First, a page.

Ben Zimmer, like most lexicographers we meet, has a fascinating a background: A self-described "dictionary hound" as a kid, he volunteered in college as a "reader" for the Oxford English Dictionary, scanning music magazines for new terminology. He then worked as a linguistic anthropologist researching the languages of Indonesia before returning to his lexicographic roots. Long discussions with the OED editors about emerging technology led ultimately to his current job, as Editor for American Dictionaries at Oxford. It's a job where he's intimately involved with the Oxford English Corpus, a high-tech infrastructure for writing dictionaries. Ben graciously spoke to us about his work:
VT: First, what is the difference between the Oxford English Dictionary and the "current" dictionaries you work on, such as the New Oxford American Dictionary and the Oxford College Dictionary?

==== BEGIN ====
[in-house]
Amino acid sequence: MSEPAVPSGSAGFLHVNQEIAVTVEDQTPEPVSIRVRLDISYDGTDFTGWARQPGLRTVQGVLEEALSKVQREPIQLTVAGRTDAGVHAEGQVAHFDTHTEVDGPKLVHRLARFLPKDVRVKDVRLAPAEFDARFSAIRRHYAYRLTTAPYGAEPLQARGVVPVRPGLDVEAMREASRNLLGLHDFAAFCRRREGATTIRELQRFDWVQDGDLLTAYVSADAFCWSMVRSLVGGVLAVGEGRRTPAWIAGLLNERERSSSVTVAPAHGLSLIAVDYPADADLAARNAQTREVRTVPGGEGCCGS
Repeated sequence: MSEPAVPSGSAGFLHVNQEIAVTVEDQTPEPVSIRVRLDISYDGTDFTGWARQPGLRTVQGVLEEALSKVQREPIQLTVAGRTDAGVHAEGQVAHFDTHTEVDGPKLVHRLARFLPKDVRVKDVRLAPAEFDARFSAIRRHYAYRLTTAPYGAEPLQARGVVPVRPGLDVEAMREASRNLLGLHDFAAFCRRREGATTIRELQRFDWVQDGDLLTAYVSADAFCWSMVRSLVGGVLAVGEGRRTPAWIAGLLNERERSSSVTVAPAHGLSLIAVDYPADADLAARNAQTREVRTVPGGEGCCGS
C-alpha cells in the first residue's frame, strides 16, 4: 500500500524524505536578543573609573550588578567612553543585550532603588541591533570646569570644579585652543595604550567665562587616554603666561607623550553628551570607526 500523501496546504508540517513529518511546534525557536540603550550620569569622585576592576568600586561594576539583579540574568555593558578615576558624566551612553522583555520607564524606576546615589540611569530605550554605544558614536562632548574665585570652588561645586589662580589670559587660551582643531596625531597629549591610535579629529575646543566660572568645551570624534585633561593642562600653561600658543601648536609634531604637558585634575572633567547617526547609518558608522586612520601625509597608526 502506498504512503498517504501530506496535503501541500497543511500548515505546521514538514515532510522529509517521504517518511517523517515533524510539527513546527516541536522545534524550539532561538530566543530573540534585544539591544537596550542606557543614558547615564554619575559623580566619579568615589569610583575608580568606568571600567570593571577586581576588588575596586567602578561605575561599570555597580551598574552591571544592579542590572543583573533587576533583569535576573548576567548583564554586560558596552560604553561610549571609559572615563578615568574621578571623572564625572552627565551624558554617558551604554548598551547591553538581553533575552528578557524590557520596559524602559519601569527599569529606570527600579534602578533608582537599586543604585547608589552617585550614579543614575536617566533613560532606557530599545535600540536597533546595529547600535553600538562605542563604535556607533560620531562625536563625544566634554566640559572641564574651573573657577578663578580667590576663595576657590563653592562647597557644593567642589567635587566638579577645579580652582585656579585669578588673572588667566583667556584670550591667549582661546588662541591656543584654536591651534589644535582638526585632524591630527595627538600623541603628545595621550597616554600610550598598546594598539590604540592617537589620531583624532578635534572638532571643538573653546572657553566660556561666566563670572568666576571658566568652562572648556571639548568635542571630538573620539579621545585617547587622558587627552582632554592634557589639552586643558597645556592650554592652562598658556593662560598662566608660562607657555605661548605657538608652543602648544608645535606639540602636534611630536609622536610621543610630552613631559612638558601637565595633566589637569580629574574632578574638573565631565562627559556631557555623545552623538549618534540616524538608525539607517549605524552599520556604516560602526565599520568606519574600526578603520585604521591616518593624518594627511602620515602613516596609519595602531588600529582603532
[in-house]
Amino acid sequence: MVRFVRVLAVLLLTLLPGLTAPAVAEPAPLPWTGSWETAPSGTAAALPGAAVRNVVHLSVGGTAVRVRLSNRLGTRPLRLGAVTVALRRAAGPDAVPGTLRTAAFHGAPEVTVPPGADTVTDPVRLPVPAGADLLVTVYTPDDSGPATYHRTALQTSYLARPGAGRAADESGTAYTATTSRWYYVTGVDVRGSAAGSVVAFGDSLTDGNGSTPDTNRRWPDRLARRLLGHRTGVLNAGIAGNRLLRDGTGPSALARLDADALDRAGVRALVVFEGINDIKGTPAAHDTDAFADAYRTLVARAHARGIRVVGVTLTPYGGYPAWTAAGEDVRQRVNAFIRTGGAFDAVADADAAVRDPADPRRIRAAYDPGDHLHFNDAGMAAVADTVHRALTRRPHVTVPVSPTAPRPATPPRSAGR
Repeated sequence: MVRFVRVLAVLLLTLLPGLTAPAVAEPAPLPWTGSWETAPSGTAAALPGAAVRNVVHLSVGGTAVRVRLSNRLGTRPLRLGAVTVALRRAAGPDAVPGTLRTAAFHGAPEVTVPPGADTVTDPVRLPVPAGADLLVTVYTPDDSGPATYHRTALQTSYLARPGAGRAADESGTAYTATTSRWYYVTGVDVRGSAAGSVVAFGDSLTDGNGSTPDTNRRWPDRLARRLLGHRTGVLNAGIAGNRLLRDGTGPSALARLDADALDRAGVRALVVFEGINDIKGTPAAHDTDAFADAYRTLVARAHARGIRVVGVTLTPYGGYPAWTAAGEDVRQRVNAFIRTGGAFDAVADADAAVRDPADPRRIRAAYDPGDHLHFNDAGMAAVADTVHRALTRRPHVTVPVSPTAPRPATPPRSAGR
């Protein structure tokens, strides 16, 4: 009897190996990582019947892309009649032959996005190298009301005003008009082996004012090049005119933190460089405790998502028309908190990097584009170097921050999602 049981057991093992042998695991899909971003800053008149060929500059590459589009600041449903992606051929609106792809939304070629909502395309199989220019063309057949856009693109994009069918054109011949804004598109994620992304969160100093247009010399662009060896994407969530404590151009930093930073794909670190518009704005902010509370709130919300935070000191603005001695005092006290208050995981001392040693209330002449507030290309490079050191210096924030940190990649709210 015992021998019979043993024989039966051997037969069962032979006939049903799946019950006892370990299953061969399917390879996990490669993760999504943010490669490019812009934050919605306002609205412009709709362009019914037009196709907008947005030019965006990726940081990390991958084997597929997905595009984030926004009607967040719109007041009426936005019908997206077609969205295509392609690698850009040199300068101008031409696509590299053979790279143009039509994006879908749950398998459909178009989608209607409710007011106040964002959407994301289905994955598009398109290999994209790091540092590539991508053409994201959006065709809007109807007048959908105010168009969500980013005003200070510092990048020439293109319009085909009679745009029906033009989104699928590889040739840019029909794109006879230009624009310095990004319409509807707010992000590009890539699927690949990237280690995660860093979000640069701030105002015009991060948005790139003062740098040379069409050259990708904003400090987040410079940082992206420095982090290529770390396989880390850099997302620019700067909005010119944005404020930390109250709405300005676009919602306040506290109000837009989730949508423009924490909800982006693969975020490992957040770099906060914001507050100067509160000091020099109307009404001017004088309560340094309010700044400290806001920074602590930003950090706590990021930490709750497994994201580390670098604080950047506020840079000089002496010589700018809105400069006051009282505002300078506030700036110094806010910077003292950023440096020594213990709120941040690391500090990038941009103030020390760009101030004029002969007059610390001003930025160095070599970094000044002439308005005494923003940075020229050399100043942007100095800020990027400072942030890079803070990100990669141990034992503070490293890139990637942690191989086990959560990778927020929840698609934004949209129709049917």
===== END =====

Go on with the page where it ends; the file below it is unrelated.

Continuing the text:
Ben: The OED has an enormous database of citations that readers have collected over the past 150 years. The OED has been soliciting these quotations to help illustrate the different senses, words and phrases in the dictionary. This database is quite useful in many ways, certainly for understanding the historical progression of words and how those words developed over time. The OED also has their own sub-set of research tools involving electronic databases to try to find, for instance, the earliest known citation for a word or phrase, and then track its history from the earliest thing you can find to the present, and whether it's still being used or it has died out. So that's the historical lexicography side of things.